According to the latest UNWTO World Tourism Barometer, international tourism saw a strong rebound in the first five months of 2022, with almost 250 million international arrivals recorded globally.

This compares to 77 million arrivals from January to May 2021 and means that the sector has recovered almost half (46%) of pre-pandemic 2019 levels. And those figures certainly reflect Fiji’s last few months of visitor statistics.

So while consumer confidence is back and tracking well, we can see that slower reopening (because of slower vaccine uptake), slowly returning connecting and long haul flights, long-distance travel hesitancy and still shut borders still have some way to go.

With over 2 million travellers choosing to visit the 17 Pacific Island countries pre-COVID, Fiji receives the lion’s share of these visitors with most island states attracting between 3,000 to just under 200,000 visitors annually, while Fiji hosted almost 900,000 by 2019.

Improved access, greater product diversity, increased marketing, and a safe visitor environment in the Pacific are all helping to drive growing demand from international markets, especially from Australia (42%), New Zealand (26%) and the US (11%).

Pre-COVID demand from the Chinese market had jumped to 5% with all other market demand either up to or less than this.
Air and cruise access had contributed greatly to this demand, opening up travel to new markets in the northern hemisphere, Europe and Asia.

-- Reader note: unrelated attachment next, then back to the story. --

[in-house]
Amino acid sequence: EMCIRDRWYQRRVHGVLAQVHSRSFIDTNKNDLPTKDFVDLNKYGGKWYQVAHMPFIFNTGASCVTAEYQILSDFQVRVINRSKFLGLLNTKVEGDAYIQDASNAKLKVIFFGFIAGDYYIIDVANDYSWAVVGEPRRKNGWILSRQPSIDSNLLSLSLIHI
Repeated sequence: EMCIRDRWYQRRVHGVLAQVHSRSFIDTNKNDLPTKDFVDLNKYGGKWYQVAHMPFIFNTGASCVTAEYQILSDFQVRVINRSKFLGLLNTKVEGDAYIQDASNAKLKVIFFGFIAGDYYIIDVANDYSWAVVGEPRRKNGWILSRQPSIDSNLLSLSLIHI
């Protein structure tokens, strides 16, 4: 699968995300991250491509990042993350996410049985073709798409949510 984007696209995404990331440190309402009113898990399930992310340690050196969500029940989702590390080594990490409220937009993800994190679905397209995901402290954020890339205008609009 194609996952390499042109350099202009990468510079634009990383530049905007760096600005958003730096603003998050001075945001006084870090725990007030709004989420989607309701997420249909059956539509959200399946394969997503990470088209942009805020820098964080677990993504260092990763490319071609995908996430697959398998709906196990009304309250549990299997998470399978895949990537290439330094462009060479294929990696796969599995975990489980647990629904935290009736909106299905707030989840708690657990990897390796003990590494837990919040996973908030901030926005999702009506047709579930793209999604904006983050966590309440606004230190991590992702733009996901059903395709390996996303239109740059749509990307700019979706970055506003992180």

Mix in the fact that hotel options have expanded, especially in Fiji where international brands have a major presence (7 major brands in total, PNG has 2 and Samoa and Vanuatu have one major hotel brand each) and you can see why demand has continued the way it has.

While there have not been major foreign investments in new tourism developments (and presuming COVID put any planned ones on further hold), local tourism businesses have expanded their footprints over the years, and the industry’s successful track record has been recognised with the Fiji National Provident Fund now an active owner of a large number of these international brands.

Next week we will discuss what the reality of leakage is with the changes in tourism ownership over the years because it is not what has been historically perceived.

For Pacific Island tourism pre-COVID, the World Bank had forecasted 3 million visitor arrivals to the region by 2040 (an annual growth rate of 3% that now has to be reset) with the creation of an additional 127,600 jobs to go with that increase.

As we prepare to enter the last 4 months of the year of reopening and new beginnings: what do the future hold for Fiji and its island neighbours that rely so heavily on an industry that now has the viral challenge to add to its usual list of geo-political, climate change and weather-related impacts?

Marsh’s recently released Global Risks Perception Survey (GRPS) 2021-22022 lists the following interesting changes to their risk report for the top five short-term risks.

Scars of COVID-19, where “social cohesion erosion”, “livelihood crises” and “mental health deterioration” have moved to the top of the list of imminent threats.

Coming in second on the list was looming debt crises with debts expected to worsen over the next 3 to 5 years.

The third highest short-term risk is listed as “extreme weather”, “climate action failure” and “biodiversity loss”, with 5 of the most severe long-term listings all being environmental i

The last 2 short-term global risks list digital inequality and geo-economic confrontations

What does that all mean for the Pacific?

Even more uncertainty unfortunately for 2023 and 2024, if we consider that the global growth forecast has been downgraded to 3.2% by IMF and that interest rates and inflation (higher food and fuel prices) are expected to increase in our core visitor markets.